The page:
On Thursday, March 22, we celebrate the 90th birthday of the founder of Core Knowledge, E. D. Hirsch, Jr. Please join us (and the students at Urban Pathways School in Pittsburgh) in wishing Dr. Hirsch Happy Birthday!—and feel free to share your good wishes in the comments section below.
“Don,” as he is fondly called here at the Foundation, remains a vital and consistent voice of reason, consistently affirming the need for a coherent, sequential, knowledge-rich curriculum as the key to educational equity and excellence.
In a series of books—from Cultural Literacy in 1987 to Why Knowledge Matters in 2016—Don has tirelessly and eloquently made the case that “the unifying aim of early schooling” should be to impart “the enabling knowledge that is possessed by the most successful adults in the wider society.”
In 2014, the Thomas B. Fordham Foundation paid tribute to the far-reaching power of Don’s ideas in a collection titled Knowledge at the Core. You can read a selection of Don’s shorter writings here on the Core Knowledge website.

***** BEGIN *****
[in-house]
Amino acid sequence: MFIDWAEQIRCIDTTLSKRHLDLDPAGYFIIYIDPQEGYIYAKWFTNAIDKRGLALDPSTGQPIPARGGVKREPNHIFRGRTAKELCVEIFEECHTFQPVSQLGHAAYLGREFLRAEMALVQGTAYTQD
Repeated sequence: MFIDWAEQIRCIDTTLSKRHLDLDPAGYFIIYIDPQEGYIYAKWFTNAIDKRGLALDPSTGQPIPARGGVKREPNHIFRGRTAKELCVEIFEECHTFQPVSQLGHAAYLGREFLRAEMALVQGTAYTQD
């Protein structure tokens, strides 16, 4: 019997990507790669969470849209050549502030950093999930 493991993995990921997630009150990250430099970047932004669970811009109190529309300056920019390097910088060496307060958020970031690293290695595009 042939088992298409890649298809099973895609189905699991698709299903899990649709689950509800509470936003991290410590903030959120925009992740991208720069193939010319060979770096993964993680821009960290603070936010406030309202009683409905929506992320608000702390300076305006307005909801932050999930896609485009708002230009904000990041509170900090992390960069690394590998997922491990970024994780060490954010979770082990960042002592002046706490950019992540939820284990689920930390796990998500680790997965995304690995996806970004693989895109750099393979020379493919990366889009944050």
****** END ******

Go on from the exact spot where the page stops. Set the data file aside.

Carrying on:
Here at the Foundation, we’re ever grateful for the intellectual leadership Don has provided, and we’re looking forward to new insights and inspiration to come. To mark this 90th birthday milestone, we’re going to look back at one of the earliest signposts on the long and winding road to where we are today. We’re going all the way back to an article published in 1983, in the journal The American Scholar.
The article was written before the movement became known as Core Knowledge and speaks instead about the concept identified in the article’s title—“Cultural Literacy.” As you’ll see in these excerpts, more than three decades ago the seeds were planted that have since flowered in the many publications of the Core Knowledge Foundation and the network of Core Knowledge schools.